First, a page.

From cotton waste to viscose

Circular economy experiments
Technologies - MU Sustainable Innovation

With a production of 26 million tons, cotton is the most widely used natural fiber in fashion and, consequently, the natural fiber offering the greatest quantities of waste and scrap. 


Reliable estimates reveal that more than 40% of the fibers are lost in the supply chain. Post-industrial waste is produced in the initial stages, during spinning, selvedges are cut out during weaving, defective fabrics are scrapped and there is also waste resulting from the cutting process in garment making, the growing problem of pre-consumer waste: items that remain unsold even after sales management in dedicated channels. Only a small portion of post-consumption textile waste, including end-of-life items, is recycled. 


The lower unit value of cotton and the shorter length of its fiber has historically made the recycling of cotton more difficult and less important compared to that of the so-called "noble" fibers, like wool. Cotton waste and scraps are generally destined to down-cycling, i.e. value loss. They are used in the fields as fertilizer or they are sent to incinerators in the best case scenario or dumped in landfills, in the worst.


Cotton has a very high cellulose component, e.g. linters, the cotton fibers scrapped during the ginning phase, are traditionally used in the production of refined paper. Today, the recent evolution of technology allows to use cotton waste also in the production chain of viscose, the oldest man-made fiber. Challenged by the environmentalists (see the Dirty Fashion report by the Changing Markets Foundation published in 2018) due to its high environmental impact and the toxicity of the chemicals involved in its manufacturing, viscose is experiencing a rebirth, and is ready to become part of the circular economy model for the textile industry, as urged by the European Union and the 2030 Agenda.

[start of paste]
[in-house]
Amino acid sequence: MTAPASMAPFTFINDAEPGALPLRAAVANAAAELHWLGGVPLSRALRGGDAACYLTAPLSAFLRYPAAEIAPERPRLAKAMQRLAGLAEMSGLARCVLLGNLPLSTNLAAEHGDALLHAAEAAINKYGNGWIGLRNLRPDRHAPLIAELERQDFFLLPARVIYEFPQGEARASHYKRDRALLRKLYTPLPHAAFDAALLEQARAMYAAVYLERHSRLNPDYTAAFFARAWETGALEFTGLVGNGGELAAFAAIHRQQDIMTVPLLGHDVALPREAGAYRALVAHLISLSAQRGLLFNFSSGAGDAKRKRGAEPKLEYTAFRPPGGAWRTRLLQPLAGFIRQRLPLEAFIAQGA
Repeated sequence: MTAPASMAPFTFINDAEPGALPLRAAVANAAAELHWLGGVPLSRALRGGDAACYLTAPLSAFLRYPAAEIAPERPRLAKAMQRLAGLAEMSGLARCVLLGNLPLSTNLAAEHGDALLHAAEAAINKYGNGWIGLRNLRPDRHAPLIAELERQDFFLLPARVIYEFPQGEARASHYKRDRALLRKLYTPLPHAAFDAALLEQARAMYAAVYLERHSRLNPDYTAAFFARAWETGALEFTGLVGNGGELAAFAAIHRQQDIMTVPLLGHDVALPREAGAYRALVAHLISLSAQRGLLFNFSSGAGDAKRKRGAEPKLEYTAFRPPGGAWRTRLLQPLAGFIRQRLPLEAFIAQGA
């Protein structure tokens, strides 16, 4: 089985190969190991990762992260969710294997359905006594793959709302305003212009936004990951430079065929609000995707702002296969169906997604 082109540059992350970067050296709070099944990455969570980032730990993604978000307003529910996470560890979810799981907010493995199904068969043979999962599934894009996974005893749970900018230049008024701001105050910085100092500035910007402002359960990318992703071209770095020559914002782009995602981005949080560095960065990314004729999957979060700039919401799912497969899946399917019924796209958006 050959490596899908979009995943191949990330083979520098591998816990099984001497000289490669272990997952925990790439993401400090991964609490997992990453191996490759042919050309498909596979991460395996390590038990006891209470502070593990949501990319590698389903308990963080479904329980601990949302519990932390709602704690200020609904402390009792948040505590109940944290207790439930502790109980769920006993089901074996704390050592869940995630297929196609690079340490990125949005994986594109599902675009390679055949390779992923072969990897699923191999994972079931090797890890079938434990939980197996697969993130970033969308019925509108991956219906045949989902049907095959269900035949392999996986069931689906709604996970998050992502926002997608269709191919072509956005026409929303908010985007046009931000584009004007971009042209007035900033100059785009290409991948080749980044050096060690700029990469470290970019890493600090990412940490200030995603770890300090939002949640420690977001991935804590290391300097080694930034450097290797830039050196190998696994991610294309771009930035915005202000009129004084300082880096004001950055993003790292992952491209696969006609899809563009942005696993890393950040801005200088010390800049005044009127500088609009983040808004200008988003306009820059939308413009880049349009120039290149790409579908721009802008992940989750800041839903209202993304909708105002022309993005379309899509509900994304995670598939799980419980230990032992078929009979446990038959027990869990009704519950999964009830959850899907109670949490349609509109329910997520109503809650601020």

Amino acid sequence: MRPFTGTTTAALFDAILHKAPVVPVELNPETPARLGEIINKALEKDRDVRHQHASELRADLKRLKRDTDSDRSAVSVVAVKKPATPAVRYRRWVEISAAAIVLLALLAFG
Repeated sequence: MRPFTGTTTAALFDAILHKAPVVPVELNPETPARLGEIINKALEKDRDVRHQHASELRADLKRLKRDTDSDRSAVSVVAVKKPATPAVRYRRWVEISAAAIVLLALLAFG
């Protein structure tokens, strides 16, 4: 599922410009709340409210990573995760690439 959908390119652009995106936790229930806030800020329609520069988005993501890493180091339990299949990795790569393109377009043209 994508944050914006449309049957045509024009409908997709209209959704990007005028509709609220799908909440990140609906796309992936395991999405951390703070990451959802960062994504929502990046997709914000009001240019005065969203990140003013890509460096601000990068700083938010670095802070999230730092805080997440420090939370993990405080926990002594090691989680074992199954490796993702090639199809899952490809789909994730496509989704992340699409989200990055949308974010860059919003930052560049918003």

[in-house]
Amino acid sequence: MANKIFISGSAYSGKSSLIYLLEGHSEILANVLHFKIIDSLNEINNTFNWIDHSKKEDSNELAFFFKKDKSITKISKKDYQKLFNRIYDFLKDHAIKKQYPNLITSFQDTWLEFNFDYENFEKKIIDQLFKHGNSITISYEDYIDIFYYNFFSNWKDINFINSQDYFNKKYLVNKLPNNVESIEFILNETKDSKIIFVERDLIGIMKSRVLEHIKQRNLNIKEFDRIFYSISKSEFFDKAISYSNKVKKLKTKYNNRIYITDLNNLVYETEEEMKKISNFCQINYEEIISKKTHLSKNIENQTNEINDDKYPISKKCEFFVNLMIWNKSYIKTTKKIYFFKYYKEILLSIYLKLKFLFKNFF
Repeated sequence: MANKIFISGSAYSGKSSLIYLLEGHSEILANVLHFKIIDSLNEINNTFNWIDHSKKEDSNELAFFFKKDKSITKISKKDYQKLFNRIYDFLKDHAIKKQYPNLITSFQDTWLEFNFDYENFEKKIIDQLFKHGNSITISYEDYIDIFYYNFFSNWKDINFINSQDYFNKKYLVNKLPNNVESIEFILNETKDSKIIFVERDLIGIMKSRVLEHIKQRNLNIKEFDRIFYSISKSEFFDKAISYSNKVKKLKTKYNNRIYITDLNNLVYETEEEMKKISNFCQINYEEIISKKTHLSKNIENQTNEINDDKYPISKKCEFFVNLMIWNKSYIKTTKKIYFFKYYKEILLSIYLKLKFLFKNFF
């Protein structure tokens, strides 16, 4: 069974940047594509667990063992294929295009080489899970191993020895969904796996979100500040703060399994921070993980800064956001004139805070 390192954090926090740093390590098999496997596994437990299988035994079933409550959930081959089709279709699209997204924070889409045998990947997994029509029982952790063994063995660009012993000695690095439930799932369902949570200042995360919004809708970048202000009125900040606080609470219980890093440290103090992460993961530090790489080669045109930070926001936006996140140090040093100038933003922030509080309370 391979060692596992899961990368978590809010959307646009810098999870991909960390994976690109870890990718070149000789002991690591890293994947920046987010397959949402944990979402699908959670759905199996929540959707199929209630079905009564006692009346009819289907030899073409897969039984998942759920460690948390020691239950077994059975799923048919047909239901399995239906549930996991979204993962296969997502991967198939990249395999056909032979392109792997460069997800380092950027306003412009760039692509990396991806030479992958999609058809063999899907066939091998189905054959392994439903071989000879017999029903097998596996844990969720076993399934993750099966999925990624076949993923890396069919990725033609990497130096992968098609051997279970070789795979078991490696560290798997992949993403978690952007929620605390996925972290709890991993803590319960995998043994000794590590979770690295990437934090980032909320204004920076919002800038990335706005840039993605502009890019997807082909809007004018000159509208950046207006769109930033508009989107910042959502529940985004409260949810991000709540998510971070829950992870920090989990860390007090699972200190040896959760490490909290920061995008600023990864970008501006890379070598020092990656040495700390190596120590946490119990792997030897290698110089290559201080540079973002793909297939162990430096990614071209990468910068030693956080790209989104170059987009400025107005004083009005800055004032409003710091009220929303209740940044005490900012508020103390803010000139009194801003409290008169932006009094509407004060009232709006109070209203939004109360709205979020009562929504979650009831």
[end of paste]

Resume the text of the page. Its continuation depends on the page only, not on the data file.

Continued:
The first step was the introduction of closed-loop technologies pioneered by Lenzing with Tencel™. The second breakthrough was the development of technologies to extract the cellulose portion from recycled cotton, with global companies involved, including Lenzing with Refibra and Aditya Birla, as well as new startups such as the Swedish Re:newcell with the Circulose brand, and spin-offs from university research centers, such as the Finnish company Infinited fibres


Today, research focuses on the next fundamental step, i.e. the separation of the cotton portion from polymeric fibers such as polyester, with which cotton is frequently used in mixed compositions. 

Cotton recycling has a new future. The increasing consumption of fibers calls for a reduction in waste and the development of synergies between spinning mills, weaving companies, fashion brands and the new generation of viscose producers is an interesting scenario that needs, however, to be organized to more effectively collect, store and recycle fiber waste. This strategy has the potential to give cotton a leading role in the circular economy.